Spanish acting Prime Minister Mariano Rajoy (L) and Ciudadanos party leader Albert Rivera pose before the start of their meeting at the Spanish Parliament in Madrid, Spain August 3, 2016. REUTERS/Susana Vera(reuters_tickers)
MADRID (Reuters) - Spain's liberal Ciudadanos party said on Tuesday it was open to supporting a conservative-led administration if acting Prime Minister Mariano Rajoy agreed first to a package of political reforms, in a bid to resolve an eight-month government impasse.
After two inconclusive elections in December and June, Rajoy's People's Party (PP) is well short of a parliamentary majority despite winning the most votes, and has so far struggled to win backing from rivals to form a new government.
Even with support from Ciudadanos ("Citizens"), the fourth biggest party in the country, Rajoy would still be shy of the 176 seats he needs in the 350-strong lower house to form a stable government.
But an endorsement would strengthen the PP's hand in further talks with other parties, including the second-placed Socialists who have repeatedly said they would vote against Rajoy in a parliamentary vote to invest him as prime minister.
Ciudadanos leader Albert Rivera, who until now had only said his party would abstain in an investiture vote, suggested on Tuesday the liberals could be prepared to vote "yes".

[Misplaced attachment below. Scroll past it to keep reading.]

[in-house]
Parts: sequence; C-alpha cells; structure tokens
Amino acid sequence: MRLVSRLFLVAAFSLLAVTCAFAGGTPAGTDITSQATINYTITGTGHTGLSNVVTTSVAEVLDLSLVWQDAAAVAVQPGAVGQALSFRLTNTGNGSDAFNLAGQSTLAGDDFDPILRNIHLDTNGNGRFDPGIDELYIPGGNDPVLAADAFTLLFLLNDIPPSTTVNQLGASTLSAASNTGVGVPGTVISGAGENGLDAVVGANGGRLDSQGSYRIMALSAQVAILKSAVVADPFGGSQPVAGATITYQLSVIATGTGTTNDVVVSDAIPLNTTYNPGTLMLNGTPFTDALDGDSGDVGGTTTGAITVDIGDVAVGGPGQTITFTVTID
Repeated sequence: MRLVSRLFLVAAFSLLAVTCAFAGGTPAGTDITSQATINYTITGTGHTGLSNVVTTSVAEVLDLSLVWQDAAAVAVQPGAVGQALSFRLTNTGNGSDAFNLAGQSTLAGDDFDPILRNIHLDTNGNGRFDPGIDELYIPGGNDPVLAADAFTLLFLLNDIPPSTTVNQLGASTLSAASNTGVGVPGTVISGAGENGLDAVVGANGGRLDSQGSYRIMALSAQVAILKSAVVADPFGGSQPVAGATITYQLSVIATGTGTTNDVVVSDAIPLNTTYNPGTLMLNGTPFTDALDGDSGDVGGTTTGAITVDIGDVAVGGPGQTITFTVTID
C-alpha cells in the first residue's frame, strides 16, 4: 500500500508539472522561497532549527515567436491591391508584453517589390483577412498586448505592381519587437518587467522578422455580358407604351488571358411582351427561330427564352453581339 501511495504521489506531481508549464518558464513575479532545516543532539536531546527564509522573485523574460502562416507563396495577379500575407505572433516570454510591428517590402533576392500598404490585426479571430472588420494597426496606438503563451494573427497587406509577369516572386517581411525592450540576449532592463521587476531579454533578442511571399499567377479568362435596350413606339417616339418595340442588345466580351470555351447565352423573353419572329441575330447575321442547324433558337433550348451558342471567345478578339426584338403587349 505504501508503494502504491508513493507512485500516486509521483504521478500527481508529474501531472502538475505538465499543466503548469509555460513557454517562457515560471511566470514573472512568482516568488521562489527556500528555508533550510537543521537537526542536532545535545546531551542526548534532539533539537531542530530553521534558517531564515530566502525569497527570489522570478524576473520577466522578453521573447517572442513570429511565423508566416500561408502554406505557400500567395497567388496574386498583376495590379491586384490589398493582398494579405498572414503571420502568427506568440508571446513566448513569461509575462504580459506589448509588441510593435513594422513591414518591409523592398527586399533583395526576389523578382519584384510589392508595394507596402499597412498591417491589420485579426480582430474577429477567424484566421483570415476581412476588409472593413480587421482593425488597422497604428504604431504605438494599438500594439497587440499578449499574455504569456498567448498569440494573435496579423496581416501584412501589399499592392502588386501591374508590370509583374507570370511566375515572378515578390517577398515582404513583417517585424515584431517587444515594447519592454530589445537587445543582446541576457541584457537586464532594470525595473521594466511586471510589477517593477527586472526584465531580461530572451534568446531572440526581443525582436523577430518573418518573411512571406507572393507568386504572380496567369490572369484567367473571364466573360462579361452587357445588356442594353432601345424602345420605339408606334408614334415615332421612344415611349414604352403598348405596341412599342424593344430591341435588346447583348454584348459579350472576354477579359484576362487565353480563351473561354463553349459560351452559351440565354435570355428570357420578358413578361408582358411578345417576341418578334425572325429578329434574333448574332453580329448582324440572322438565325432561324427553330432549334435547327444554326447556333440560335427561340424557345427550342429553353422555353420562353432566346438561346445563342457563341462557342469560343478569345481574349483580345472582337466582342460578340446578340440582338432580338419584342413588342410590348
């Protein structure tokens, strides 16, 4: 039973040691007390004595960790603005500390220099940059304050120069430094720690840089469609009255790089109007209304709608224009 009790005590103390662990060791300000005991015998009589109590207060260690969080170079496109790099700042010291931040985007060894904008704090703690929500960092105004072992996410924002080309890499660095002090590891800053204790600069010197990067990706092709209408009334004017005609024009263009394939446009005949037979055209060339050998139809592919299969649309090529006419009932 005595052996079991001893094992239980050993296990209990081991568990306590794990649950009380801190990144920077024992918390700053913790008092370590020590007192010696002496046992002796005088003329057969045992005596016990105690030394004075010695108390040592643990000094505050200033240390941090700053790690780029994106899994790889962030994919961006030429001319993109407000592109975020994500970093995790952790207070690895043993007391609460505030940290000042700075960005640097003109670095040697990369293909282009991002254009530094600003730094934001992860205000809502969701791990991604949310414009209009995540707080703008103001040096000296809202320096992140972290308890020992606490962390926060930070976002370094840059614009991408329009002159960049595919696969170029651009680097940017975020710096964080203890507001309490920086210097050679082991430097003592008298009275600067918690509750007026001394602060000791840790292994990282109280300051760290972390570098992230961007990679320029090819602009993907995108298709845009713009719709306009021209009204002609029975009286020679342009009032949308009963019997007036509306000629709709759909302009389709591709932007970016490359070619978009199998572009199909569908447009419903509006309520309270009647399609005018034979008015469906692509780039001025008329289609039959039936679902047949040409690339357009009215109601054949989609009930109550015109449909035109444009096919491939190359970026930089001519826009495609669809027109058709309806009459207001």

Rivera told a news conference he was open to further negotiations if Rajoy first agreed to a six-point reform pact, including measures on transparency and political financing and the end of legal protection for lawmakers.
"If the PP accepts these conditions and ... puts a time and date on an investiture vote, we're open to everything," Rivera said when asked whether a successful pact would lead Ciudadanos to vote in favour of Rajoy as prime minister.
"Spaniards don't have any more time, they want change but they also want a government," Rivera said.
Rajoy and Rivera are due to meet on Wednesday. The acting prime minister has accepted a mandate from the king to form a government but has yet to clarify if or when he would face an investiture vote.
Along with leftist Unidos Podemos ("Together We Can"), which was born out of a strong anti-austerity movement during a recent recession, centrist Ciudadanos has won over millions of voters from the traditional right and left forces.
While on opposite sides of the political spectrum the newcomer parties have both campaigned hard against political corruption and demanded an overhaul of Spain's voting system, which tends to favour larger forces.
Rivera said on Tuesday he would ask Rajoy to pursue an electoral reform. He is also demanding a parliamentary investigation into alleged illegal party financing within the PP.
(Reporting by Sarah White; Editing by Richard Balmforth)